IN recent years, it’s become an annual ritual on World Refugee Day, June 20, for the UN’s refugee agency, UNHCR, to declare that levels of forced displacement have reached an “unprecedented high”.
This year is no exception. As of the end of 2016, there were 65.6 million people worldwide forcibly displaced from their homes by war, violence, or persecution.
That figure encompasses 40.3 million people displaced within their countries’ borders (IDPs) and 2.8 million asylum seekers, as well as 22.5 million refugees.
While 2016 was another record year for forced displacement, the increase from 2015 was only 300,000.
That may not sound like cause for celebration, but when you consider that the figure in 2015 jumped by 5.8 million from the previous year, it is something of an improvement.
Just over half a million refugees returned home in 2016, more than double the number that did so in 2015. That also sounds like progress until you consider that most (384,000) returned to Afghanistan under severe pressure from reluctant host countries, Pakistan and Iran.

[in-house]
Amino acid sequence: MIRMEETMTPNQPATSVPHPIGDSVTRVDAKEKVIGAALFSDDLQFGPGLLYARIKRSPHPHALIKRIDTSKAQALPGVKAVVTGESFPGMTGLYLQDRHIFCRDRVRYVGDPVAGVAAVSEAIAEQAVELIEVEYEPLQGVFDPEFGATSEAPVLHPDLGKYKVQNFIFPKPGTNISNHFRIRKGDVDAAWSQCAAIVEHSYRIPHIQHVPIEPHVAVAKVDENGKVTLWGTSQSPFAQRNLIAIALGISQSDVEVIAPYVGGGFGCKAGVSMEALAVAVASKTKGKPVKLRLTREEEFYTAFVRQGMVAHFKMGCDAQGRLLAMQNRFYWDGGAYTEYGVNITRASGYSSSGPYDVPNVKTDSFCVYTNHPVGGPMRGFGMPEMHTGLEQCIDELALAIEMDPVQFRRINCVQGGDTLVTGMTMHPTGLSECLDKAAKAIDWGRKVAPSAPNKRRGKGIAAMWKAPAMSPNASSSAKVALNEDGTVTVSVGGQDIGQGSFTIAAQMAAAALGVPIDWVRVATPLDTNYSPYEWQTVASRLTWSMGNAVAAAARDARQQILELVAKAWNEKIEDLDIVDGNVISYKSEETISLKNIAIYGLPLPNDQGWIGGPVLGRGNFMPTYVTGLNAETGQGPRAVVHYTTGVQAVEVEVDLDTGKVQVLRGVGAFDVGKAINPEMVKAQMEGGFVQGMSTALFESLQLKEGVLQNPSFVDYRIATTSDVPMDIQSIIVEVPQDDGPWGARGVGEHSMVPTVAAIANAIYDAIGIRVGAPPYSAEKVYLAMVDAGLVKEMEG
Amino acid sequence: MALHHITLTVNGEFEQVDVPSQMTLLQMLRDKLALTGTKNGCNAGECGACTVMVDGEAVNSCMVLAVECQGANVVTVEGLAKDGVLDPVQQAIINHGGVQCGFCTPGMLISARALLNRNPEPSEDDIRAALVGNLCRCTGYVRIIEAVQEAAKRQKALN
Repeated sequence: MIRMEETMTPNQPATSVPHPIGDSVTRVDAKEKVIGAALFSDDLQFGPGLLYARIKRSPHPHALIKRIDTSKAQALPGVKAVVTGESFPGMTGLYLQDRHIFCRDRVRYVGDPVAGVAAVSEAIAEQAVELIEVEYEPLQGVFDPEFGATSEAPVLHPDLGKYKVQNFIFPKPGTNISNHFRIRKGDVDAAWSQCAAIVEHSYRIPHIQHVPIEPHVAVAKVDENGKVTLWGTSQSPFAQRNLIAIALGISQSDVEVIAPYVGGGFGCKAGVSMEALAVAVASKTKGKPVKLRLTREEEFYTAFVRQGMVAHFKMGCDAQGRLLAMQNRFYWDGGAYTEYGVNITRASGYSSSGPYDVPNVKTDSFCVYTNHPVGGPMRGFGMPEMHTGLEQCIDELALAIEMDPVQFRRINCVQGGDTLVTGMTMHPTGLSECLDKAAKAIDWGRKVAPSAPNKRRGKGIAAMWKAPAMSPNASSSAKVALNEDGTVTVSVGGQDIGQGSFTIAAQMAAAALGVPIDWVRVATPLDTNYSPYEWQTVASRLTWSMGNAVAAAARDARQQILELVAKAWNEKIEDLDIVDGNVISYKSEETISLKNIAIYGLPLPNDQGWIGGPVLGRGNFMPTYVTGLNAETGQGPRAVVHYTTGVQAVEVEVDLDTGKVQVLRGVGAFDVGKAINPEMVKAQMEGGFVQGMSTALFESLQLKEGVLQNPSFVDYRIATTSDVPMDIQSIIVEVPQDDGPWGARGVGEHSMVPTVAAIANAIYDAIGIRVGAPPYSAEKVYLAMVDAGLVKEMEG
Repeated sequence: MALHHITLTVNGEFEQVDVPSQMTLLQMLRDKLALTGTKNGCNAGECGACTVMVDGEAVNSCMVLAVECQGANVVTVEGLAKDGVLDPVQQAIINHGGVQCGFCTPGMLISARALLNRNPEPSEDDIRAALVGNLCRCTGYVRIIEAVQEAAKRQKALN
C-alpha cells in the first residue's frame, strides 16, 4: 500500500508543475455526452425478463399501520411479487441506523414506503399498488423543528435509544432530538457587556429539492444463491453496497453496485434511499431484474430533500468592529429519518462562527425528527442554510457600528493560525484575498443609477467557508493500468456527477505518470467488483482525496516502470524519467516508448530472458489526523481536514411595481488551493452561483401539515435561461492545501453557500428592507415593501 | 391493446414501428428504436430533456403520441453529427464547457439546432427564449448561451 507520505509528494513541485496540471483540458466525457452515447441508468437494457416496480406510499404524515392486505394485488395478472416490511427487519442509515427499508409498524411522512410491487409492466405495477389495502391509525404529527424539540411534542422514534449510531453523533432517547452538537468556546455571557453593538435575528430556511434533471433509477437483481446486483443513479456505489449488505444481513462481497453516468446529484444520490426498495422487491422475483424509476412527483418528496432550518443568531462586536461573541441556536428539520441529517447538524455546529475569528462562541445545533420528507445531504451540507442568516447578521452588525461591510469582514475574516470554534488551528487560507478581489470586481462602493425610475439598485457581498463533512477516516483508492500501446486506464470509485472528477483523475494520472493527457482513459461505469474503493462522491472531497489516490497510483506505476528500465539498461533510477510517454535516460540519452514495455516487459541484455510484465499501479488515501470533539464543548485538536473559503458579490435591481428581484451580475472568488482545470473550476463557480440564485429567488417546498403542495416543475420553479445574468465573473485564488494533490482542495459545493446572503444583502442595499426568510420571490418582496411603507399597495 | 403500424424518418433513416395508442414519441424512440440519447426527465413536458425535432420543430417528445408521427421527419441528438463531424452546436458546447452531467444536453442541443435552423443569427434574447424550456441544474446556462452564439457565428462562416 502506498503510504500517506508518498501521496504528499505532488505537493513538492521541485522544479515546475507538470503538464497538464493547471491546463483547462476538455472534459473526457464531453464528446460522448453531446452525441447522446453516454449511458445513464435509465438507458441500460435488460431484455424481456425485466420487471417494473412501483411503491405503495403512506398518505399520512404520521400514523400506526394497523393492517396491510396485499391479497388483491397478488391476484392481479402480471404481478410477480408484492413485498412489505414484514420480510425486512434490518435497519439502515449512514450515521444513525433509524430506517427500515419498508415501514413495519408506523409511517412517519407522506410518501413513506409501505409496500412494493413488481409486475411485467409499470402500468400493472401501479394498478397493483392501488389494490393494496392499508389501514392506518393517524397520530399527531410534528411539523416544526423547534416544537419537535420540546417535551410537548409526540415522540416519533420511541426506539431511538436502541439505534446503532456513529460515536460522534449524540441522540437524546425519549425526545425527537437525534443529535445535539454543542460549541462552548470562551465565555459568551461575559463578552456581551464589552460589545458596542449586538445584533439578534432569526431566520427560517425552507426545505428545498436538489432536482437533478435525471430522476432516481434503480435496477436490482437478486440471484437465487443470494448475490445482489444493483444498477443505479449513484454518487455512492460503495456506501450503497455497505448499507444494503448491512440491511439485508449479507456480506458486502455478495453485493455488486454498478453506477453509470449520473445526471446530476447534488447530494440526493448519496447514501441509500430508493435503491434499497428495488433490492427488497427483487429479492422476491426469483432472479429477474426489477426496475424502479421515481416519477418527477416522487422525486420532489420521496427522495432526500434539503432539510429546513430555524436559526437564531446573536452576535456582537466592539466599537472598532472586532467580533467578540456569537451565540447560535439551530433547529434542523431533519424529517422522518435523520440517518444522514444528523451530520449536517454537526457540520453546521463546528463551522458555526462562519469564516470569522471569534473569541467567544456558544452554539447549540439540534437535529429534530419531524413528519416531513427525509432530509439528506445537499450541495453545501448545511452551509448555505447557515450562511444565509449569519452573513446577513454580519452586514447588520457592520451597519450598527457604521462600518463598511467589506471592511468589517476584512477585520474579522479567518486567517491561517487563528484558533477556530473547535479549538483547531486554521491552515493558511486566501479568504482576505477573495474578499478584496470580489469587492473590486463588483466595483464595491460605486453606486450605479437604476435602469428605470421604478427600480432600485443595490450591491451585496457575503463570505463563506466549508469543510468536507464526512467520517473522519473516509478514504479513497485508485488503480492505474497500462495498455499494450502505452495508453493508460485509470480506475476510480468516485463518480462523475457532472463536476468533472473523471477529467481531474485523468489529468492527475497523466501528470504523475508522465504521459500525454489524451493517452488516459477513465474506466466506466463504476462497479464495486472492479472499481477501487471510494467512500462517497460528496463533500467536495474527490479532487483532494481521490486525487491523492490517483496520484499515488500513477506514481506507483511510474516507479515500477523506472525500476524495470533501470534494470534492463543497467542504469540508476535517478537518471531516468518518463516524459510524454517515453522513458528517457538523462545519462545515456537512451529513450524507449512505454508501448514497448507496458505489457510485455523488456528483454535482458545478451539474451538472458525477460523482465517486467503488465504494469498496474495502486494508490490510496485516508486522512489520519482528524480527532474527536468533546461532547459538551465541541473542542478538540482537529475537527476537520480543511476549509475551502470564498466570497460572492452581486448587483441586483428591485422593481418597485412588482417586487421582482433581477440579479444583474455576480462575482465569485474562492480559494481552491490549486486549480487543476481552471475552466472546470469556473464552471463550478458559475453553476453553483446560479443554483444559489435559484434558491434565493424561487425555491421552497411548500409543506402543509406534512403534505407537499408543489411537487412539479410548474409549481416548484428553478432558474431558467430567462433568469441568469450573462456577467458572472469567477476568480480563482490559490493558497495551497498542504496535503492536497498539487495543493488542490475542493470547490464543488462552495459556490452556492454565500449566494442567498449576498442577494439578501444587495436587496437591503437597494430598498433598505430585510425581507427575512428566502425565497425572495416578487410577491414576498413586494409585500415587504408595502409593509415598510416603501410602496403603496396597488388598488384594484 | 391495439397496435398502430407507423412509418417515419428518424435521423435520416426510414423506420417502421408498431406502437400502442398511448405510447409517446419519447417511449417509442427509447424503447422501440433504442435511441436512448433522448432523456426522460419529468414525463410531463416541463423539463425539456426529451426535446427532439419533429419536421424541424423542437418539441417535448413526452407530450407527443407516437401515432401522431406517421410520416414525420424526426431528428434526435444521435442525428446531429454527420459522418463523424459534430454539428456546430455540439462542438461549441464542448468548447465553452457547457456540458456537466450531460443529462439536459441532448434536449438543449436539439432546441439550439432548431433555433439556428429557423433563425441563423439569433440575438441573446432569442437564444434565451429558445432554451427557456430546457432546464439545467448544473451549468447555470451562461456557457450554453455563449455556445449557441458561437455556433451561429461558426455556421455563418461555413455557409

Refugee resettlement also rose slightly in 2016, progress that we know has been reversed in 2017 by US President Donald Trump’s executive order capping the US intake at its lowest level in 10 years.
In 2016, just as in 2015, more than half of refugees (55%) came from just three countries, but South Sudan has replaced Somalia as one of those countries. Syria and Afghanistan remain in the top two spots.
Contrary to public perceptions in the West, the vast majority of refugees (84%) are still being hosted in the developing world. The top three host countries at the end of 2016 were Turkey, Lebanon, and Pakistan (although Uganda is likely to enter the top three this year as it continues to absorb the majority of South Sudanese refugees).